Tuesday, June 1, 2010

‘When the blue of the night meets the gold of the day...’

The early morning sun lights the far shore of Burgoyne Bay and catches the tops of tall trees that clothe the steep hillside above the dock. Down here on the beach it is still deep shadow, - the last wisps of night linger, tinted in cool blue by the overarching sky. I step carefully on the slippery beach gravel and open myself to this transient moment.

The red railed wharf above my head is an obvious starting point, all dark against the mountainside. Red in shadow, and to my eyes barely discernable as red at all, but the rigid pattern of piles and rails are dramatic against the sky. What if I were to tilt the camera and abandon the horizontal line of ocean and make a first step into the cool blue shadows.

A small boat lies at the high tide line and I cannot not take its picture, so beautifully shaped for the sea, but now sitting with its keel ready to cleave the sky. This is someone`s project, to reclaim a beautiful wooden dinghy and probably she belongs to one of several organic-looking anchored boats out in the bay. Those live-aboards; the sailor folk that do not own property, do not rent, may not do regular work, move around a lot and are viewed with disdain and distrust by those tied close by the land, are now bathed in this morning`s warm sunlight that falls freely upon all.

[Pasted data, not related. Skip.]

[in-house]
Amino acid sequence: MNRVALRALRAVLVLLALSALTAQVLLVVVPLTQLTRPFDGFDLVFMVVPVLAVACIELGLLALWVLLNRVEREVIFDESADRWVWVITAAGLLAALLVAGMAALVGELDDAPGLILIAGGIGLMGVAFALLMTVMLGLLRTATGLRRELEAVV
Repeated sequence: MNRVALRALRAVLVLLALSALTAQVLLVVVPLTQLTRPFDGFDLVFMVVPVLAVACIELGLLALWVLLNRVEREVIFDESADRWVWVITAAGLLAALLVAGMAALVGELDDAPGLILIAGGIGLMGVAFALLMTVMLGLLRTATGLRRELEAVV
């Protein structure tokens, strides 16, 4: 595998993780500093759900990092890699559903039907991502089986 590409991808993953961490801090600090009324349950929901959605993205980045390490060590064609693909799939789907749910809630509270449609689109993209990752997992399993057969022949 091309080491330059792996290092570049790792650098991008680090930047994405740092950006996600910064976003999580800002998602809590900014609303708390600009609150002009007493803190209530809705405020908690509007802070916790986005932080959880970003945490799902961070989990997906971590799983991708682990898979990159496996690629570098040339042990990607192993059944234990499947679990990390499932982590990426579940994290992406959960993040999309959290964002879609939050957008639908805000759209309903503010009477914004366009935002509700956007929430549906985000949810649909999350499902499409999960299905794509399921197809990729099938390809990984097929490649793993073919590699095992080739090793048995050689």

I crack my head hard upon an overhanging maple branch as I crouch low to get close to photograph some crab shells left earlier this morning on a boulder by some otters. I fall forward upon my knees clutching my forehead and see through my pain a soft lustrous glow shining up from beneath a black rock. I shake my head and can see that an oyster shell is catching the blue skylight in its pearly cup and reflecting it off the wet dark surface of the overhanging rock. I make the photo, finding in this accidental and almost hidden moment the perfect expression of these shadowy remains of the night before.

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